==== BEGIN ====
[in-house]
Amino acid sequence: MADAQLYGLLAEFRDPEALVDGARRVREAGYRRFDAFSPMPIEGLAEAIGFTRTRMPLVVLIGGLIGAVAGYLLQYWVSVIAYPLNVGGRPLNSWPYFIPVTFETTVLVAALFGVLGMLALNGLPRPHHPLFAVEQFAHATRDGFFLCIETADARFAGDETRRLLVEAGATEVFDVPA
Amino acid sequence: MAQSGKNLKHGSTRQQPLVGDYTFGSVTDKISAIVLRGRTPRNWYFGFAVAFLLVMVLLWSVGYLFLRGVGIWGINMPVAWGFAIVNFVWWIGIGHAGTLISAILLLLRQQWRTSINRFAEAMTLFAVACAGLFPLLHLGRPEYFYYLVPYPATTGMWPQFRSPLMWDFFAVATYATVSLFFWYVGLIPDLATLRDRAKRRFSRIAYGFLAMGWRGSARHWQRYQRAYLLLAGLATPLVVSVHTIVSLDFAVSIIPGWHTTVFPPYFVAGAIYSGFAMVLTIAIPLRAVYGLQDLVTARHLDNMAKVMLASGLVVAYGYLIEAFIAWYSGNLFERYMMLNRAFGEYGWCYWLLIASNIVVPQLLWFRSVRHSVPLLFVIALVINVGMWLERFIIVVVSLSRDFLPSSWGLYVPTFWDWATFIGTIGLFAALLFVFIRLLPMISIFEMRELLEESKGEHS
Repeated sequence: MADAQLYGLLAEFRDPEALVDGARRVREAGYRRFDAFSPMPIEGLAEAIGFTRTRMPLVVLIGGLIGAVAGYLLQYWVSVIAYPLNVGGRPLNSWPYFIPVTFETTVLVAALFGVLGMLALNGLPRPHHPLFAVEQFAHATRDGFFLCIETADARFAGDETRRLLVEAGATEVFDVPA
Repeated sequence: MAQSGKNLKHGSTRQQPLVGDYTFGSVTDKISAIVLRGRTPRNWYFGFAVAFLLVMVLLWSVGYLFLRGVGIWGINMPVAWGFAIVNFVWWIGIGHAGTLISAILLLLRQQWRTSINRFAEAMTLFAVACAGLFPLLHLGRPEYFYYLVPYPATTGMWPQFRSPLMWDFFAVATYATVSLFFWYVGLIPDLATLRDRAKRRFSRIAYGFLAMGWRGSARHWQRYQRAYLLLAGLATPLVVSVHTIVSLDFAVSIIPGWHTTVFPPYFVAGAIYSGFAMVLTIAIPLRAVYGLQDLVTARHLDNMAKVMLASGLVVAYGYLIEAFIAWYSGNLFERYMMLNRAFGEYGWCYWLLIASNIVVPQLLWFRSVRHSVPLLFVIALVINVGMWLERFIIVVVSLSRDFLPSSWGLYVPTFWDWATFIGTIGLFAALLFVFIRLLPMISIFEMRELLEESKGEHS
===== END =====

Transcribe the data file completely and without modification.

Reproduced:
[in-house]
Amino acid sequence: MADAQLYGLLAEFRDPEALVDGARRVREAGYRRFDAFSPMPIEGLAEAIGFTRTRMPLVVLIGGLIGAVAGYLLQYWVSVIAYPLNVGGRPLNSWPYFIPVTFETTVLVAALFGVLGMLALNGLPRPHHPLFAVEQFAHATRDGFFLCIETADARFAGDETRRLLVEAGATEVFDVPA
Amino acid sequence: MAQSGKNLKHGSTRQQPLVGDYTFGSVTDKISAIVLRGRTPRNWYFGFAVAFLLVMVLLWSVGYLFLRGVGIWGINMPVAWGFAIVNFVWWIGIGHAGTLISAILLLLRQQWRTSINRFAEAMTLFAVACAGLFPLLHLGRPEYFYYLVPYPATTGMWPQFRSPLMWDFFAVATYATVSLFFWYVGLIPDLATLRDRAKRRFSRIAYGFLAMGWRGSARHWQRYQRAYLLLAGLATPLVVSVHTIVSLDFAVSIIPGWHTTVFPPYFVAGAIYSGFAMVLTIAIPLRAVYGLQDLVTARHLDNMAKVMLASGLVVAYGYLIEAFIAWYSGNLFERYMMLNRAFGEYGWCYWLLIASNIVVPQLLWFRSVRHSVPLLFVIALVINVGMWLERFIIVVVSLSRDFLPSSWGLYVPTFWDWATFIGTIGLFAALLFVFIRLLPMISIFEMRELLEESKGEHS
Repeated sequence: MADAQLYGLLAEFRDPEALVDGARRVREAGYRRFDAFSPMPIEGLAEAIGFTRTRMPLVVLIGGLIGAVAGYLLQYWVSVIAYPLNVGGRPLNSWPYFIPVTFETTVLVAALFGVLGMLALNGLPRPHHPLFAVEQFAHATRDGFFLCIETADARFAGDETRRLLVEAGATEVFDVPA
Repeated sequence: MAQSGKNLKHGSTRQQPLVGDYTFGSVTDKISAIVLRGRTPRNWYFGFAVAFLLVMVLLWSVGYLFLRGVGIWGINMPVAWGFAIVNFVWWIGIGHAGTLISAILLLLRQQWRTSINRFAEAMTLFAVACAGLFPLLHLGRPEYFYYLVPYPATTGMWPQFRSPLMWDFFAVATYATVSLFFWYVGLIPDLATLRDRAKRRFSRIAYGFLAMGWRGSARHWQRYQRAYLLLAGLATPLVVSVHTIVSLDFAVSIIPGWHTTVFPPYFVAGAIYSGFAMVLTIAIPLRAVYGLQDLVTARHLDNMAKVMLASGLVVAYGYLIEAFIAWYSGNLFERYMMLNRAFGEYGWCYWLLIASNIVVPQLLWFRSVRHSVPLLFVIALVINVGMWLERFIIVVVSLSRDFLPSSWGLYVPTFWDWATFIGTIGLFAALLFVFIRLLPMISIFEMRELLEESKGEHS